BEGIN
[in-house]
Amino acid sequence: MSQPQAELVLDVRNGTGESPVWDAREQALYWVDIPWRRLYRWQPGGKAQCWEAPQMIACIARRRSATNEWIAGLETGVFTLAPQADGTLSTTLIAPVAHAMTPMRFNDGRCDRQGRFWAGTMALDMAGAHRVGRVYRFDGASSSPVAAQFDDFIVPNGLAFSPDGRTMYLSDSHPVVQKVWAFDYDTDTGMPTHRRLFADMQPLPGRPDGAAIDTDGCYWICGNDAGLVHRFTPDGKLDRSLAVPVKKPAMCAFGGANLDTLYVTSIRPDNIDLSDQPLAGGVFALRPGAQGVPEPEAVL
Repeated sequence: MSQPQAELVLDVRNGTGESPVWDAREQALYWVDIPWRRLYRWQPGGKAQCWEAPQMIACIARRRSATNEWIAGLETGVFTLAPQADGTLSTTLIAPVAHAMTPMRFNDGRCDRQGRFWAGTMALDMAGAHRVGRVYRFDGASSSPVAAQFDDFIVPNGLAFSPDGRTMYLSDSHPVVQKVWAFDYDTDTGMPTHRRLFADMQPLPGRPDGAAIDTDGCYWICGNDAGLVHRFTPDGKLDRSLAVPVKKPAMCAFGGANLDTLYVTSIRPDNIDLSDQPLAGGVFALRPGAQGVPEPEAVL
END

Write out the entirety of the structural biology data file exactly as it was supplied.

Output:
[in-house]
Amino acid sequence: MSQPQAELVLDVRNGTGESPVWDAREQALYWVDIPWRRLYRWQPGGKAQCWEAPQMIACIARRRSATNEWIAGLETGVFTLAPQADGTLSTTLIAPVAHAMTPMRFNDGRCDRQGRFWAGTMALDMAGAHRVGRVYRFDGASSSPVAAQFDDFIVPNGLAFSPDGRTMYLSDSHPVVQKVWAFDYDTDTGMPTHRRLFADMQPLPGRPDGAAIDTDGCYWICGNDAGLVHRFTPDGKLDRSLAVPVKKPAMCAFGGANLDTLYVTSIRPDNIDLSDQPLAGGVFALRPGAQGVPEPEAVL
Repeated sequence: MSQPQAELVLDVRNGTGESPVWDAREQALYWVDIPWRRLYRWQPGGKAQCWEAPQMIACIARRRSATNEWIAGLETGVFTLAPQADGTLSTTLIAPVAHAMTPMRFNDGRCDRQGRFWAGTMALDMAGAHRVGRVYRFDGASSSPVAAQFDDFIVPNGLAFSPDGRTMYLSDSHPVVQKVWAFDYDTDTGMPTHRRLFADMQPLPGRPDGAAIDTDGCYWICGNDAGLVHRFTPDGKLDRSLAVPVKKPAMCAFGGANLDTLYVTSIRPDNIDLSDQPLAGGVFALRPGAQGVPEPEAVL